Uptake and distribution of ions reveal contrasting tolerance mechanisms for soil and water salinity in okra (Abelmoschus esculentus) and tomato (Solanum esculentum)
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NOTICE: this is the author’s version of a work that was accepted for publication in Agricultural Water Management. Changes resulting from the publishing process, such as peer review, editing, corrections, structural formatting, and other quality control mechanisms may not be reflected in this document. Changes may have been made to this work since it was submitted for publication. A definitive version was subsequently published in Agricultural Water Management, Vol.146 (2014). DOI: 10.1016/j.agwat.2014.07.027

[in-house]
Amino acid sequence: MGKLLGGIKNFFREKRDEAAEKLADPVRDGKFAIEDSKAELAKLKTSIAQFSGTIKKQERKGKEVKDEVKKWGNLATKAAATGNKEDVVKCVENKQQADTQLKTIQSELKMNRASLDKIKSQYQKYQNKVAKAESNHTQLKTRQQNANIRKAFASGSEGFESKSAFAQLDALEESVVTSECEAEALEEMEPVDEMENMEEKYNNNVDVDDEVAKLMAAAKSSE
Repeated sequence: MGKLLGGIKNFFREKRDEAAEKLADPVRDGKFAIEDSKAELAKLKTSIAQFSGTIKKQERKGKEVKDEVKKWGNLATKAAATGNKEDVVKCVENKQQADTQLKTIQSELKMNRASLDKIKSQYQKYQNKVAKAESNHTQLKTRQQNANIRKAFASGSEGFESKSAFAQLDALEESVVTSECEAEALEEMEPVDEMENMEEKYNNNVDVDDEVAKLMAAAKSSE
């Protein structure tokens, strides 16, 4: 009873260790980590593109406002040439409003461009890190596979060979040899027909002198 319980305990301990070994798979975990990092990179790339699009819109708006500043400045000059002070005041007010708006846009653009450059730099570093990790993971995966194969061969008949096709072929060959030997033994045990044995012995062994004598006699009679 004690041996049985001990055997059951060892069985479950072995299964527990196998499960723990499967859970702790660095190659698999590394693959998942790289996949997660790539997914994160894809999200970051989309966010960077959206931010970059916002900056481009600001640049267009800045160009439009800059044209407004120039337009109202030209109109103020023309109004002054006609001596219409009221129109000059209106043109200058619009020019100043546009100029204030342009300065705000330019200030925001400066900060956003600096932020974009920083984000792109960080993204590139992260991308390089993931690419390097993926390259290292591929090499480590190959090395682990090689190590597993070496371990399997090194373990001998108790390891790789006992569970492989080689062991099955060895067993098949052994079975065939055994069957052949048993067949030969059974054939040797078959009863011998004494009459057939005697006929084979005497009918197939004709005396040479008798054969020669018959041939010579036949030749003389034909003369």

Okra and tomatoes are major vegetable crops commonly grown under irrigation, and understanding whether they respond to salinity by withstanding (tissue tolerance) or avoiding (salt exclusion) accumulation of salt in the shoots will assist with management for optimizing yield under declining soil and water resources. Both crops were grown in non-saline (0.0 dS/m) and saline (3.0 dS/m) loamy sand and drip irrigated with water of 0.0, 1.2 or 2.4 dS/m. Differences in the growth and yields of the two crops under saline conditions were associated with uptake and distribution of cations, especially Na. The tomato employed tissue tolerance mechanism in response to salinity and produced fruits even when shoot/root Na concentration was >3.0; concentrations of Na in tomato tissues was in the order shoots > roots ≈ fruits. Okra was sensitive to shoot Na such that a shoot/root Na concentration as low as 0.13 reduced yield by as much as 35%; this crop employed salt exclusion mechanism and minimized shoot accumulation of Na, which was distributed in the order fruits > roots > shoots.Root and shoot concentrations of Na, P and S were correlated with flower abortion and negatively correlated with yield and yield components in both crops. Fresh fruit produced on the saline soil were reduced by 19% in tomato compared with 59% in okra, relative to yields on non-saline soil. Water salinity reduced fresh fruit yields in the tomato by as much as 36% with every unit (dS/m) rise in water salinity compared with 27% in okra. Soil salinity significantly reduced water-use by 6% in tomatoes and 29% in okra, but had no impact on water use efficiency (WUE) that averaged 3.9 g of fresh fruits/L for tomatoes and 1.75 g/L for okra. Every 1.0 dS/m rise in water salinity reduced water-use by 0.33 L in okra and 3.31 L in tomatoes, and reduced WUE by 2.61 g/L in tomatoes and 0.53 g/L in okra. Soil salinity explained <5% of the variance in yields in tomatoes and 10–20% in okra, while water salinity explained 48–68% of the variance in tomatoes and about 40% in okra. We conclude that (1) water salinity was more injurious to yield in both crops than soil salinity, and (2) yield losses due to salinity can be minimized through frequent leaching of soil salt under okra and increased irrigation intervals in tomatoes.
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